I then opened a tab in the Properties box called “Events”. I noticed a number of instances of a description “Device not started (amdwddmg)”. The description of the error was just “had a problem starting”. I noticed this starting at the time I bought the new computer. I also saw the same event when I switched to the Basic Display driver.

    I then searched the Internet for issues that people were having with the AMD Radeon driver (amdwddmg), finding that there were a number of issues reported of this event code, mostly with people gaming. One suggestion was to uninstall the device and reinstall it, then reboot.

    After doing this, I went back to the Properties->Events tab and noticed that the last instance of the error message was from my previous update of the driver, not the re-installation.

    I next connected to the server, and from what I can tell so far, all is well. Since this problem has taken a while to show up before, I’ll give it some time before declaring victory, but so far it looks good.

    (I found the references to collecting logs and created them, then browsed through the results, but they didn’t really mean much to me. I was actually looking for another issue I had noticed that you had discussed in another thread on this forum relating to the server not using hardware encoding since the transition from version 7 to version 8. I had noticed this, too. I wasn’t able to confirm that the server was using hardware encoding, even after supposedly enabling it in the server status application. I don’t know whether this is something that requires hardware that I don’t have on the server machine, so I didn’t pursue it any further.)



    I found the references to collecting logs and created them, then browsed through the results

    Send them in anyway, we’ll take a look. Send them to the forum[at]nomachine[dot]com email like before.

    Something I forgot to mention in my last follow up as a last attempt to see if it’s related to NoMachine software was to try disabling UDP from the connection sections. Go to Machines in your Player, right click the connection, click Edit and then Configuration -> Multimedia, make sure the box is NOT ticked. Do this before you gather any statistics and logs I requested earlier today.


    I declared victory too soon.

    This morning I am back to the sluggish screen updates.

    I guess the good thing is that now I have been able to collect logs that may be more helpful:

    1. I set the server log level to 7

    2. I disabled UDP in the player connection

    3. I disabled client-side hw decoding

    4. I enabled server logs

    5. I viewed video data for a few minutes in a browser window. The video was jerky.

    6. I collected then disabled the server logs.

    7. I collected the player logs and statistics

    I’ll attach the result here and email them.



    My best guess is that this is an issue in the AMD graphics driver that is obscure enough that it is not likely to be resolved, as I feared when I first posted. I go back and forth between my old Intel-based laptop and my AMD-based one. The Intel one has no problems. The AMD one seems to start out ok after a reboot and gets progressively worse the longer it is running, to the point that after a few days to a week or so it is very noticeable.

    I guess I’ll live with it until I can afford to replace this laptop with another Intel-based one. 🙁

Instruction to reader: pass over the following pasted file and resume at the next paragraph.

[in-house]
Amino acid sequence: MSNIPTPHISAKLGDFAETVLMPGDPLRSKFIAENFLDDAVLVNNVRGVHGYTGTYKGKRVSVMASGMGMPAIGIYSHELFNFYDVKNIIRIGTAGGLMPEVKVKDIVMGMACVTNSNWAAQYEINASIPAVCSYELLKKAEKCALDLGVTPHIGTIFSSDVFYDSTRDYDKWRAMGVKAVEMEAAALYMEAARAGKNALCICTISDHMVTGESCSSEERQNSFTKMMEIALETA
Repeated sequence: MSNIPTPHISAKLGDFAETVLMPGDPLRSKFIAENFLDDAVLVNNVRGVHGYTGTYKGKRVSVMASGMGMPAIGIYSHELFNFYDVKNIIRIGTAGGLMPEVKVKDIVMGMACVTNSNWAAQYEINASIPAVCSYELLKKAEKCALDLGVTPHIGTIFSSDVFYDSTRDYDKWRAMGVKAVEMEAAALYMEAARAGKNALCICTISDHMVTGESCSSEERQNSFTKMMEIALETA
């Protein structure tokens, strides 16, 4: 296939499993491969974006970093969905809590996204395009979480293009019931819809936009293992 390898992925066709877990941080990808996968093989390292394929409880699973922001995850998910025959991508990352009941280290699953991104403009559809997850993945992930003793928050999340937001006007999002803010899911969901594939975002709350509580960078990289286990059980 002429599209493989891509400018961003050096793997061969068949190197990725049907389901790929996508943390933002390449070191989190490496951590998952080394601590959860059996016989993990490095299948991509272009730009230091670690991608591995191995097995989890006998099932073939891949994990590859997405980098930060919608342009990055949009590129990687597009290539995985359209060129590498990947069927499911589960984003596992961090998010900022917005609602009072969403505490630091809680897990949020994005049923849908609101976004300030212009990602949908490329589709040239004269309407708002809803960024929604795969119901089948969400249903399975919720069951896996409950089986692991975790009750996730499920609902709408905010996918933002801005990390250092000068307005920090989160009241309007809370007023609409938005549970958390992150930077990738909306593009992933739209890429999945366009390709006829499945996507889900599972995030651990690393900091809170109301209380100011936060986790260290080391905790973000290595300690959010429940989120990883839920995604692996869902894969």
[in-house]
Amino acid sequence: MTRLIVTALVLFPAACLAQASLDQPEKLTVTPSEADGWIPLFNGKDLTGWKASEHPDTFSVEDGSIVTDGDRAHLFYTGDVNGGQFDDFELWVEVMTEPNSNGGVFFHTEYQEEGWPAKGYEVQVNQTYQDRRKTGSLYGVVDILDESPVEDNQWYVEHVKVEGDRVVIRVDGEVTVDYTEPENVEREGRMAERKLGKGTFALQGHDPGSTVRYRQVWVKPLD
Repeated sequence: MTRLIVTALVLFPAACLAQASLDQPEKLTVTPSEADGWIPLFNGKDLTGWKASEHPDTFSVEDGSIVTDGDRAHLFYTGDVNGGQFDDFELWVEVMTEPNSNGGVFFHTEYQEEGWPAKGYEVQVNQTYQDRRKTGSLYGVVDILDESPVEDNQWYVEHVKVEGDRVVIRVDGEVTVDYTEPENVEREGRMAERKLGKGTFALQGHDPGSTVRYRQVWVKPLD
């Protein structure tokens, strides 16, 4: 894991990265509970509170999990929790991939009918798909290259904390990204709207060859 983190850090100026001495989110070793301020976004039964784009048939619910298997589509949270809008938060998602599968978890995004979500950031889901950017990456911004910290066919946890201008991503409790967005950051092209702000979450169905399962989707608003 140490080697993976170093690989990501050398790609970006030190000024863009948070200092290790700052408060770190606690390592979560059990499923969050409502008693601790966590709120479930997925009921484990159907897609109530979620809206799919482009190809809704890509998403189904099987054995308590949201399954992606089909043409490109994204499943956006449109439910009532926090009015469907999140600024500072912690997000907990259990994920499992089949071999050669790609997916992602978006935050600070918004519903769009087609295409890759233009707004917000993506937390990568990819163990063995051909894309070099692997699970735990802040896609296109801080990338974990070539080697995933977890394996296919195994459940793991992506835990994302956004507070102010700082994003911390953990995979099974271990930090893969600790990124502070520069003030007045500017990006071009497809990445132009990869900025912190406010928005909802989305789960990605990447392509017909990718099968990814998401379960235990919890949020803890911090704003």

The logs don’t indicate any issue with NoMachine software. Rather there are multiple reconnects which would indicate problems with your network. Statistics show high latency which also indicates network issues. We can see “268 ms latency 5s, 221 ms latency 30s”.

    For 5 seconds there was an average of 268 ms latency and for 30 seconds there was an average of 221 ms latency, so you should looking in to your network conditions. It might not even neccessarily be a bandwidth problem, but maybe some other bottlenecks like router, switch, or network card even. Maybe you could do a ping and traceroute and monitor them when you’re reproducing the problem.



    Maybe I’ve been chasing the wrong tail. Given that I only see this problem on the new laptop, maybe there’s a network driver issue here.

    Thanks, @Britgirl. I’ll spend some time investigating this.




    I’m convinced that the problem has to be in the network driver on the laptop.

    As I’ve observed before, rebooting the laptop generally improves or eliminates the problem for some period of time. Once the laptop has been running for a while (sometimes more than a week), the sluggishness begins to appear and gets progressively worse over time. Once the problem gets bad enough that the connection to the server becomes practically unusable, if I ping from the laptop (via WiFi router and then by hardwired ethernet through a gigabit switch) to the server, I periodically see a lot of very long ping times, sometimes a second or more.

    I’m assuming that the problem is in the connection between the laptop and the WiFi router (i.e., the new laptop’s network driver), since the connection between the router and the server machine would be the same for both laptops, and the old laptop works fine. So I think my next step is to try to determine if there is a known issue with this driver and if there is some remedy available, such as a driver update or maybe some adjustable parameters to tweak.

    I think it’s safe to say that while the problem isn’t solved, at least it is no longer within the scope of this forum.

    Thanks for your help, @Britgirl.



    Hi BlueNGray,

    I’m replying on behalf of Britgirl;

    We were happy to help and thank you for the update on your issue, and hope you find a solution to the problem 🙂

    Please let us know if you have further issues that we need to investigate!

    Best Wishes,


    Thanks, @Bilbotine!